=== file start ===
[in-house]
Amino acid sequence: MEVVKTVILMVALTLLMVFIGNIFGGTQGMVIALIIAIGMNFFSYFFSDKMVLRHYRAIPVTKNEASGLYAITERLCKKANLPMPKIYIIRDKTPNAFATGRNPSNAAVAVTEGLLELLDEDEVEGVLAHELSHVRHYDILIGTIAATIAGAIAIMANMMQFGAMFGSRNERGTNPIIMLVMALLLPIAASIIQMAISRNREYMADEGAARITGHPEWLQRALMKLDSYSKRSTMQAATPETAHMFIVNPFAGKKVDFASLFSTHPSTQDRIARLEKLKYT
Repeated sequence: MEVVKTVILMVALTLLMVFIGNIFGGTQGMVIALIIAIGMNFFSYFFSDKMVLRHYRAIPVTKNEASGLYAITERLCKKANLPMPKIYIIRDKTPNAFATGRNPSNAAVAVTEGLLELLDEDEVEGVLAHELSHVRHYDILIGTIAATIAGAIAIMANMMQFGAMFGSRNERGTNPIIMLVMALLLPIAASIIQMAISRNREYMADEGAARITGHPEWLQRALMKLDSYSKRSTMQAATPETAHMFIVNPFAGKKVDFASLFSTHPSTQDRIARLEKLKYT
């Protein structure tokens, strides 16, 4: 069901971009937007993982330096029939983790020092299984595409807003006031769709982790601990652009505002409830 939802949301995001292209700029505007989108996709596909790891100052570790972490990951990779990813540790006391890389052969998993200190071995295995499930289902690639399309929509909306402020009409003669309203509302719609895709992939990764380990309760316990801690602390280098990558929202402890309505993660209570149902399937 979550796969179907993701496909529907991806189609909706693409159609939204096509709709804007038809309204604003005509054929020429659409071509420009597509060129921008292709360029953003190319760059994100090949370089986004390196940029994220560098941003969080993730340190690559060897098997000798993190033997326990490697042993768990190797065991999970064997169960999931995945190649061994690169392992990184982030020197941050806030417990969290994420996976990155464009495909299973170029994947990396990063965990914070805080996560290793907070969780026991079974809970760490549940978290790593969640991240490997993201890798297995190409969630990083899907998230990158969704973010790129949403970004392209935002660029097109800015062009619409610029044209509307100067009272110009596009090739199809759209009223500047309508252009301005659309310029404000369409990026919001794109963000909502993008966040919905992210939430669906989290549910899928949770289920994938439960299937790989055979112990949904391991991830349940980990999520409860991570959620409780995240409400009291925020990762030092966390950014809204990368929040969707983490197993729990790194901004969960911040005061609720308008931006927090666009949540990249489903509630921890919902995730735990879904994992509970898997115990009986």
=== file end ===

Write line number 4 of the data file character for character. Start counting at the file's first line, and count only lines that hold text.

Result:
């Protein structure tokens, strides 16, 4: 069901971009937007993982330096029939983790020092299984595409807003006031769709982790601990652009505002409830 939802949301995001292209700029505007989108996709596909790891100052570790972490990951990779990813540790006391890389052969998993200190071995295995499930289902690639399309929509909306402020009409003669309203509302719609895709992939990764380990309760316990801690602390280098990558929202402890309505993660209570149902399937 979550796969179907993701496909529907991806189609909706693409159609939204096509709709804007038809309204604003005509054929020429659409071509420009597509060129921008292709360029953003190319760059994100090949370089986004390196940029994220560098941003969080993730340190690559060897098997000798993190033997326990490697042993768990190797065991999970064997169960999931995945190649061994690169392992990184982030020197941050806030417990969290994420996976990155464009495909299973170029994947990396990063965990914070805080996560290793907070969780026991079974809970760490549940978290790593969640991240490997993201890798297995190409969630990083899907998230990158969704973010790129949403970004392209935002660029097109800015062009619409610029044209509307100067009272110009596009090739199809759209009223500047309508252009301005659309310029404000369409990026919001794109963000909502993008966040919905992210939430669906989290549910899928949770289920994938439960299937790989055979112990949904391991991830349940980990999520409860991570959620409780995240409400009291925020990762030092966390950014809204990368929040969707983490197993729990790194901004969960911040005061609720308008931006927090666009949540990249489903509630921890919902995730735990879904994992509970898997115990009986």